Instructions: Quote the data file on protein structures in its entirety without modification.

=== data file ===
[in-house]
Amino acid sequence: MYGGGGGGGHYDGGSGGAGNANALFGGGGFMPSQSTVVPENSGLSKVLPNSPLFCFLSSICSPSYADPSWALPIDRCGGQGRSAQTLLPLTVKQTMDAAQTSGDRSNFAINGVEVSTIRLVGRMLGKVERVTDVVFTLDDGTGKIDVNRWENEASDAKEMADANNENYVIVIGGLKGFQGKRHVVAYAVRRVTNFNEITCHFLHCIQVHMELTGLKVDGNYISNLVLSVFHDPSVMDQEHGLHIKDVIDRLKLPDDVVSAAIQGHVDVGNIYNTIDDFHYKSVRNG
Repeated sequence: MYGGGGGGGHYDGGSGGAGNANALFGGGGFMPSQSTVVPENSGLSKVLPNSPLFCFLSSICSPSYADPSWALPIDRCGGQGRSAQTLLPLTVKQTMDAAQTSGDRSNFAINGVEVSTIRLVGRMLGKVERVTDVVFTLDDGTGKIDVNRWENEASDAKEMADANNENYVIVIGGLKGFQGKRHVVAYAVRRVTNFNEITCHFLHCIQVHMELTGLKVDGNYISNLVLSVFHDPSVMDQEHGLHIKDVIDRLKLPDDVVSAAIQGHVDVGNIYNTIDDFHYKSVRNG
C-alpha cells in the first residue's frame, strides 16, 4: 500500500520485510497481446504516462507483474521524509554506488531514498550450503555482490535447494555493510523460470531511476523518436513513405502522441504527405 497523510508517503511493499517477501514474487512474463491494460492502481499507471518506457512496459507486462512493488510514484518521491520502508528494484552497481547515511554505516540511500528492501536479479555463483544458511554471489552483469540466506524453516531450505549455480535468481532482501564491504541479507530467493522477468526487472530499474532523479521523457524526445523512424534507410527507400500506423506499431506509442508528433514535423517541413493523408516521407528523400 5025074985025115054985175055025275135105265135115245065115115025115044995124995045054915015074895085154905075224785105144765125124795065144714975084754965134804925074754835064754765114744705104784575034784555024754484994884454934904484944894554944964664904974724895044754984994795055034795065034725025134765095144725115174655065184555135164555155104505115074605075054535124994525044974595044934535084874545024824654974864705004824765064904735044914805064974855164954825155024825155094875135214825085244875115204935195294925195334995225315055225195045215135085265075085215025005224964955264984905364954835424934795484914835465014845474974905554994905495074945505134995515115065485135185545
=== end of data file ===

[in-house]
Amino acid sequence: MYGGGGGGGHYDGGSGGAGNANALFGGGGFMPSQSTVVPENSGLSKVLPNSPLFCFLSSICSPSYADPSWALPIDRCGGQGRSAQTLLPLTVKQTMDAAQTSGDRSNFAINGVEVSTIRLVGRMLGKVERVTDVVFTLDDGTGKIDVNRWENEASDAKEMADANNENYVIVIGGLKGFQGKRHVVAYAVRRVTNFNEITCHFLHCIQVHMELTGLKVDGNYISNLVLSVFHDPSVMDQEHGLHIKDVIDRLKLPDDVVSAAIQGHVDVGNIYNTIDDFHYKSVRNG
Repeated sequence: MYGGGGGGGHYDGGSGGAGNANALFGGGGFMPSQSTVVPENSGLSKVLPNSPLFCFLSSICSPSYADPSWALPIDRCGGQGRSAQTLLPLTVKQTMDAAQTSGDRSNFAINGVEVSTIRLVGRMLGKVERVTDVVFTLDDGTGKIDVNRWENEASDAKEMADANNENYVIVIGGLKGFQGKRHVVAYAVRRVTNFNEITCHFLHCIQVHMELTGLKVDGNYISNLVLSVFHDPSVMDQEHGLHIKDVIDRLKLPDDVVSAAIQGHVDVGNIYNTIDDFHYKSVRNG
C-alpha cells in the first residue's frame, strides 16, 4: 500500500520485510497481446504516462507483474521524509554506488531514498550450503555482490535447494555493510523460470531511476523518436513513405502522441504527405 497523510508517503511493499517477501514474487512474463491494460492502481499507471518506457512496459507486462512493488510514484518521491520502508528494484552497481547515511554505516540511500528492501536479479555463483544458511554471489552483469540466506524453516531450505549455480535468481532482501564491504541479507530467493522477468526487472530499474532523479521523457524526445523512424534507410527507400500506423506499431506509442508528433514535423517541413493523408516521407528523400 5025074985025115054985175055025275135105265135115245065115115025115044995124995045054915015074895085154905075224785105144765125124795065144714975084754965134804925074754835064754765114744705104784575034784555024754484994884454934904484944894554944964664904974724895044754984994795055034795065034725025134765095144725115174655065184555135164555155104505115074605075054535124994525044974595044934535084874545024824654974864705004824765064904735044914805064974855164954825155024825155094875135214825085244875115204935195294925195334995225315055225195045215135085265075085215025005224964955264984905364954835424934795484914835465014845474974905554994905495074945505134995515115065485135185545